Issue 318 | The Sun Magazine

June 2002

Readers Write


Surviving it, being ruled by it, being mistaken about it

By Our Readers


One can live at a low flame. Most people do. For some, life is an exercise in moderation (best china saved for special occasions), but given something like death, what does it matter if one looks foolish now and then, or tries too hard, or cares too deeply?

Diane Ackerman

The Sun Interview

The Disenchanted Kingdom

George Ritzer On The Disappearance Of Authentic American Culture

Efficiency leaves no room for enchantment. Anything that is magical or mysterious is apt to also be meandering and inefficient. Furthermore, enchanted systems are often complex and highly convoluted, having no obvious means to an end. And how do you quantify the enchanted? Since it cannot be readily calculated, it is ignored and quite often eliminated.

By Derrick Jensen
Essays, Memoirs, & True Stories

A Day In The Life Of A Nonrecovering Alcoholic

If you want to spot an alcoholic, look for someone who is always chewing breath mints. This is worth ten points. Strong perfume counts for another ten. You get twenty for slightly over-the-top jocularity; twenty-five for an inadvertent slur.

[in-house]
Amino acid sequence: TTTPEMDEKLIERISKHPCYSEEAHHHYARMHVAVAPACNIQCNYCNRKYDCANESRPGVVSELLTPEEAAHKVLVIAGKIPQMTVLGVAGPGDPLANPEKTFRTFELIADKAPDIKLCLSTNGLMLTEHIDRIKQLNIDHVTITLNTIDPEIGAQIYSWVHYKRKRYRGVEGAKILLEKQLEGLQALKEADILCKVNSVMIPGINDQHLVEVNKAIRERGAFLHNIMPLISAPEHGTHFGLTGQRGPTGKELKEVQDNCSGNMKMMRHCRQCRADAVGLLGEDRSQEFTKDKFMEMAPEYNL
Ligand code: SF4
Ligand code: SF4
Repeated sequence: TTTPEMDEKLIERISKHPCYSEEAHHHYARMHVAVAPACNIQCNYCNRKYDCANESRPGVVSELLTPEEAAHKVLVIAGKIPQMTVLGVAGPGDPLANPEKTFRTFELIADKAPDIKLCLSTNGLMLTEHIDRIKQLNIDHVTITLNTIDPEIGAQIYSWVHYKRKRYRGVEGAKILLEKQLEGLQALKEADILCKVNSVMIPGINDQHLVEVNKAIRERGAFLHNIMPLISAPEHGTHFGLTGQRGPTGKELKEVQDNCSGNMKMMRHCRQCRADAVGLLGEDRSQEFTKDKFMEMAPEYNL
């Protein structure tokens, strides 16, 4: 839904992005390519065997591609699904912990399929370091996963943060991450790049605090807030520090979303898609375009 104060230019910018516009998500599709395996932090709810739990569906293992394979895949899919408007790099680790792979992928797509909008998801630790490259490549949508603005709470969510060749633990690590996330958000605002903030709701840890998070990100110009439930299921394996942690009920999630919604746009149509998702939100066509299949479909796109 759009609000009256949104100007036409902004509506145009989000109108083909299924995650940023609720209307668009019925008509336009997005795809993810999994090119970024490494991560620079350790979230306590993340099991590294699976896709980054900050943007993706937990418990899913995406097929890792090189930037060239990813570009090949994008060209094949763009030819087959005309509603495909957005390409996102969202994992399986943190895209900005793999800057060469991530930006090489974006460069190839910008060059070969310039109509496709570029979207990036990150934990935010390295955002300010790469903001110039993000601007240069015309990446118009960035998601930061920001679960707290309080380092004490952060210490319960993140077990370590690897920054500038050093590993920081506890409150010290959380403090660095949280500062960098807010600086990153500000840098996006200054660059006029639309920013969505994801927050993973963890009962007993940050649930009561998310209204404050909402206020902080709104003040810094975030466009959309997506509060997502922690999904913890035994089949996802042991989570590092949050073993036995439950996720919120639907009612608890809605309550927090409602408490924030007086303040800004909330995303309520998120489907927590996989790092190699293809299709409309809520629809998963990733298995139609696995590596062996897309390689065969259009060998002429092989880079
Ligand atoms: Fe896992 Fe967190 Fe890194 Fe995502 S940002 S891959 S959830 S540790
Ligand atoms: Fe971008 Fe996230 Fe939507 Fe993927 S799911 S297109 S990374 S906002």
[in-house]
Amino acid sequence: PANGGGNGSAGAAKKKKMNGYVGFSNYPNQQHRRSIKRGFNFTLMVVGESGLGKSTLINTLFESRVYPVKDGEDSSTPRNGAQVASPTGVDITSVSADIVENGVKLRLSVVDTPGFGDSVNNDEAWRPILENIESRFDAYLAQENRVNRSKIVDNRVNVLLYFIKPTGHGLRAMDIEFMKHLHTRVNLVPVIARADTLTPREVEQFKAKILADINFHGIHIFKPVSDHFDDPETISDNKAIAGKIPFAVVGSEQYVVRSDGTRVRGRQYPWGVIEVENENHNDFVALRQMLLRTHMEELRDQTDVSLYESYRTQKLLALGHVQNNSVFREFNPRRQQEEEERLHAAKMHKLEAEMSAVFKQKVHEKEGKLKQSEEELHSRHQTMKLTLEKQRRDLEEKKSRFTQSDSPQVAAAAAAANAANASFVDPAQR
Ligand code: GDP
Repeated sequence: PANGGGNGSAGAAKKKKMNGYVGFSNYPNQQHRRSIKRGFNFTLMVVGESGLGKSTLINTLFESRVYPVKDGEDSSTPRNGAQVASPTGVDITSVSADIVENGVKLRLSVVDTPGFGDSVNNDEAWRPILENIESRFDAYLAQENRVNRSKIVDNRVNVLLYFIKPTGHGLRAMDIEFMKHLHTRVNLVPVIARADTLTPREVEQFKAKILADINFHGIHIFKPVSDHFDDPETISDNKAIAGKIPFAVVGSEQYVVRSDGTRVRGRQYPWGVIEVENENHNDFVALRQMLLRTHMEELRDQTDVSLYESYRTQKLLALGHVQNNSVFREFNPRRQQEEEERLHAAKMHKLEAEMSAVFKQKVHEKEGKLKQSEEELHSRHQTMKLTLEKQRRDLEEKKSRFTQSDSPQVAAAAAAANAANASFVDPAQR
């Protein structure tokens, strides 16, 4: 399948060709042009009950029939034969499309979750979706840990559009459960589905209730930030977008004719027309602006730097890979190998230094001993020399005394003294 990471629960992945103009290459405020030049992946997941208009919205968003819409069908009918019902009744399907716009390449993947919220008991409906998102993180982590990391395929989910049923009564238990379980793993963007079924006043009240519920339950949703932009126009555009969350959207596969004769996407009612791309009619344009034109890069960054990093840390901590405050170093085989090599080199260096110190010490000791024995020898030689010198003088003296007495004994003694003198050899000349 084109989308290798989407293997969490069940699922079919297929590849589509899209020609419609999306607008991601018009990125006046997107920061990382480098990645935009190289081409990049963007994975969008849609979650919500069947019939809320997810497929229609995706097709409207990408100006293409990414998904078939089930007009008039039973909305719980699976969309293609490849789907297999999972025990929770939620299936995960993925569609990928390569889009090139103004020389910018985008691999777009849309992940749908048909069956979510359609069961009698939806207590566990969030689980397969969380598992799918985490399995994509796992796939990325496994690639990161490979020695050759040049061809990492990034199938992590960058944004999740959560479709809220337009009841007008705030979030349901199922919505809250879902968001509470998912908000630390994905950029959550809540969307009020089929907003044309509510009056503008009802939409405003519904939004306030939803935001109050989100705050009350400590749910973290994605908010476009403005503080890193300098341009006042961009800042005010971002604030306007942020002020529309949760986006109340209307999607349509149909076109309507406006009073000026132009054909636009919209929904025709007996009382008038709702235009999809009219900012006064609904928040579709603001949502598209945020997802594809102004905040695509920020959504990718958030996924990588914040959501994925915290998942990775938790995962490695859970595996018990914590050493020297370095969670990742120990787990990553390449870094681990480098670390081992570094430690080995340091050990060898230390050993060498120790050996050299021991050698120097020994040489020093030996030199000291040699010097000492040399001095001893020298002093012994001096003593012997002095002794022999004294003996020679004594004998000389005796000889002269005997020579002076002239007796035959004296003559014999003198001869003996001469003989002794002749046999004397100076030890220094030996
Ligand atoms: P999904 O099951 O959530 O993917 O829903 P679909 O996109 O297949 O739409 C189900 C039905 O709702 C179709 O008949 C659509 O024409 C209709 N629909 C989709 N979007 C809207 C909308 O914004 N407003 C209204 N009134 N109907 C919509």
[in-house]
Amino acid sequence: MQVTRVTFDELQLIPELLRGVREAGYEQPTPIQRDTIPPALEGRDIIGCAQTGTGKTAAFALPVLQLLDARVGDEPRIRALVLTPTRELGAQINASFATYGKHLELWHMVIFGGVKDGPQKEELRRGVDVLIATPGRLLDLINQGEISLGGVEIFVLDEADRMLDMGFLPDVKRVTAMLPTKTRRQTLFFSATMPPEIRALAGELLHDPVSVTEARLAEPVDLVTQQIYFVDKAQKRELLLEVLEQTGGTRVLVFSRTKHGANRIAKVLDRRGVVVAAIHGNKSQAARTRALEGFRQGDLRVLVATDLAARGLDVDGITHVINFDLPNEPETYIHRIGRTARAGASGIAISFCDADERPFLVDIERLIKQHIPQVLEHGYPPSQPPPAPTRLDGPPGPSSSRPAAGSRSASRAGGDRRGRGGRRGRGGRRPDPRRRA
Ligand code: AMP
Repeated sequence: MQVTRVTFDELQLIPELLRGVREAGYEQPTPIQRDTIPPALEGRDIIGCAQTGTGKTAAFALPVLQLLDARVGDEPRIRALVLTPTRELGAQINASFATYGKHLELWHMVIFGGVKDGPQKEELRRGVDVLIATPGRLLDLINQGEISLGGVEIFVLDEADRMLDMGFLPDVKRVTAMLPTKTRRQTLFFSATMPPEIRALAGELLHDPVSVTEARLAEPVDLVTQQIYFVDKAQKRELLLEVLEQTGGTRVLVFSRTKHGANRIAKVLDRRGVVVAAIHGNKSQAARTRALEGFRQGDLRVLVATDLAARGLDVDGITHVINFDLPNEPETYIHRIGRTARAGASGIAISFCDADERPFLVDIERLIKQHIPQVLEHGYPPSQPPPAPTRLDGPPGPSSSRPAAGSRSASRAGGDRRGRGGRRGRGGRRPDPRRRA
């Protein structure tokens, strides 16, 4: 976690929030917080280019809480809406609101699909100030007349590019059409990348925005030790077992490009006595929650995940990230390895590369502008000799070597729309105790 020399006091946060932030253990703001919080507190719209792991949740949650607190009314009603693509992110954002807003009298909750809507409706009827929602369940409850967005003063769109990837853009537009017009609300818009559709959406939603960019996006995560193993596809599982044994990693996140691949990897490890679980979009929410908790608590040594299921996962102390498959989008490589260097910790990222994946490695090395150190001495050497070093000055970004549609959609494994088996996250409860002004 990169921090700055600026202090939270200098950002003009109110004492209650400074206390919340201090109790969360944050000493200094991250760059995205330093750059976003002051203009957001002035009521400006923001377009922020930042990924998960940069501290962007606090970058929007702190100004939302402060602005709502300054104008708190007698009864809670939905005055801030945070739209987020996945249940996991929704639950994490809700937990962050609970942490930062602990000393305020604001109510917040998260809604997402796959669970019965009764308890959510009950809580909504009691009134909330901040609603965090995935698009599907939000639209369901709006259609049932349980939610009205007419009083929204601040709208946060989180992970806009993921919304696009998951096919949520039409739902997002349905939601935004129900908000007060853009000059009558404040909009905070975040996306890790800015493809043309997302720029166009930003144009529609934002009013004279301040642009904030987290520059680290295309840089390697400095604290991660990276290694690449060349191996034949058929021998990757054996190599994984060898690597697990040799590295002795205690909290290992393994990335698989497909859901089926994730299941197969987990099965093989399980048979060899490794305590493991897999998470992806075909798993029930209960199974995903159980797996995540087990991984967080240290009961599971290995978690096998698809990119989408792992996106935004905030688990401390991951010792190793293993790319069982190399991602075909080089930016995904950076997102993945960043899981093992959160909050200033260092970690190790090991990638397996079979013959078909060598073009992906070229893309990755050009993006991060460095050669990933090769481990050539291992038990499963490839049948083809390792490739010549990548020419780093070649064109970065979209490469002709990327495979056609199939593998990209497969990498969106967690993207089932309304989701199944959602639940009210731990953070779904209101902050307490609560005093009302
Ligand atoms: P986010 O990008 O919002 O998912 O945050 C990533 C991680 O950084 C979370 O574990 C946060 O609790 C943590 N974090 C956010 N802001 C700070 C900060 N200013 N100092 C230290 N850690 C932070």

By Lois Judson
Essays, Memoirs, & True Stories

The Exegesis Of Eating

And thou shalt treat the food that touches thy lips with reverence, in recognition of the labors and traditions of thine ancestors, and in communion and fellowship with those to whom thou art tied with bonds of blood and love.

By Alane Salierno Mason
Essays, Memoirs, & True Stories

Where The Rain Belongs

After three nights at the Broadway Motel out on the highway ($12.95 a night, color TV), seven nights in a forty-dollar-a-week First Street flophouse with free running roaches and dying winos, and two rumpled and freezing nights listening to the rain clatter against the roof of my car, I took to the streets of Eureka, California, on foot in search of an apartment and a job.

By Poe Ballantine

The Blizzard Of 1959

As night falls the February blizzard slips through the streets and avenues, to Montreal’s outlying districts, to Pierrefonds and the last line of houses on Pierre Lauzon, where the backyards give way to the eastern woods.

By Graham Hewson

Small Things

Small things. Not a family history of serving in high places in the government, nor owning businesses, nor inherited wealth. All of these your husband has in plenty. At this point in your life, after three years of marriage, the small things have become the basis for your opinion.

By Suniti Landgé